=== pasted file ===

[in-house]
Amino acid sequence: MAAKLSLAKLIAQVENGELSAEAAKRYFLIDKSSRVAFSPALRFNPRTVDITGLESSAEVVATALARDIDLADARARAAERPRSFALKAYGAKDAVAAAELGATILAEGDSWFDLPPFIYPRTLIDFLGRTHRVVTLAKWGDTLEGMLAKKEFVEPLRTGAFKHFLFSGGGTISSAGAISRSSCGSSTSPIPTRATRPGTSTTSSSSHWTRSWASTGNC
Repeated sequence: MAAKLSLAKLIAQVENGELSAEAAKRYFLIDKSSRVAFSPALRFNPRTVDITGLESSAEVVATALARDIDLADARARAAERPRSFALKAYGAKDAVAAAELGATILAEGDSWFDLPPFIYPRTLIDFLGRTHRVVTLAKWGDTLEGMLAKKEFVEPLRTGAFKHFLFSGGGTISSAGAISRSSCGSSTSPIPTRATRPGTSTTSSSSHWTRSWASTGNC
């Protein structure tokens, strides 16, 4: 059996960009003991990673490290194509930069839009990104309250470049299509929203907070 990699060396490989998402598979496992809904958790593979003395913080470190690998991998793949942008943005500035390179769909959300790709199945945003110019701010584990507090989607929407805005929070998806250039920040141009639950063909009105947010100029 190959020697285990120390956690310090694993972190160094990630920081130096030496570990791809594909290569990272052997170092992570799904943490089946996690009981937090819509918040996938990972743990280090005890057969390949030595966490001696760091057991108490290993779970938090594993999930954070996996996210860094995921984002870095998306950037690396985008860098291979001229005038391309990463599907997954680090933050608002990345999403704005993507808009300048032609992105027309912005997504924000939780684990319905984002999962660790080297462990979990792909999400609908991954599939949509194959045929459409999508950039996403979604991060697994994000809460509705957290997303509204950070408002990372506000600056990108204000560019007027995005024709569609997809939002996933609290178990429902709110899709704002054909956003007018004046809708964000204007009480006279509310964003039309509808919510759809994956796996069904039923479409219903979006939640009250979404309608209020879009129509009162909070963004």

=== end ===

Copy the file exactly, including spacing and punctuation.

[in-house]
Amino acid sequence: MAAKLSLAKLIAQVENGELSAEAAKRYFLIDKSSRVAFSPALRFNPRTVDITGLESSAEVVATALARDIDLADARARAAERPRSFALKAYGAKDAVAAAELGATILAEGDSWFDLPPFIYPRTLIDFLGRTHRVVTLAKWGDTLEGMLAKKEFVEPLRTGAFKHFLFSGGGTISSAGAISRSSCGSSTSPIPTRATRPGTSTTSSSSHWTRSWASTGNC
Repeated sequence: MAAKLSLAKLIAQVENGELSAEAAKRYFLIDKSSRVAFSPALRFNPRTVDITGLESSAEVVATALARDIDLADARARAAERPRSFALKAYGAKDAVAAAELGATILAEGDSWFDLPPFIYPRTLIDFLGRTHRVVTLAKWGDTLEGMLAKKEFVEPLRTGAFKHFLFSGGGTISSAGAISRSSCGSSTSPIPTRATRPGTSTTSSSSHWTRSWASTGNC
């Protein structure tokens, strides 16, 4: 059996960009003991990673490290194509930069839009990104309250470049299509929203907070 990699060396490989998402598979496992809904958790593979003395913080470190690998991998793949942008943005500035390179769909959300790709199945945003110019701010584990507090989607929407805005929070998806250039920040141009639950063909009105947010100029 190959020697285990120390956690310090694993972190160094990630920081130096030496570990791809594909290569990272052997170092992570799904943490089946996690009981937090819509918040996938990972743990280090005890057969390949030595966490001696760091057991108490290993779970938090594993999930954070996996996210860094995921984002870095998306950037690396985008860098291979001229005038391309990463599907997954680090933050608002990345999403704005993507808009300048032609992105027309912005997504924000939780684990319905984002999962660790080297462990979990792909999400609908991954599939949509194959045929459409999508950039996403979604991060697994994000809460509705957290997303509204950070408002990372506000600056990108204000560019007027995005024709569609997809939002996933609290178990429902709110899709704002054909956003007018004046809708964000204007009480006279509310964003039309509808919510759809994956796996069904039923479409219903979006939640009250979404309608209020879009129509009162909070963004």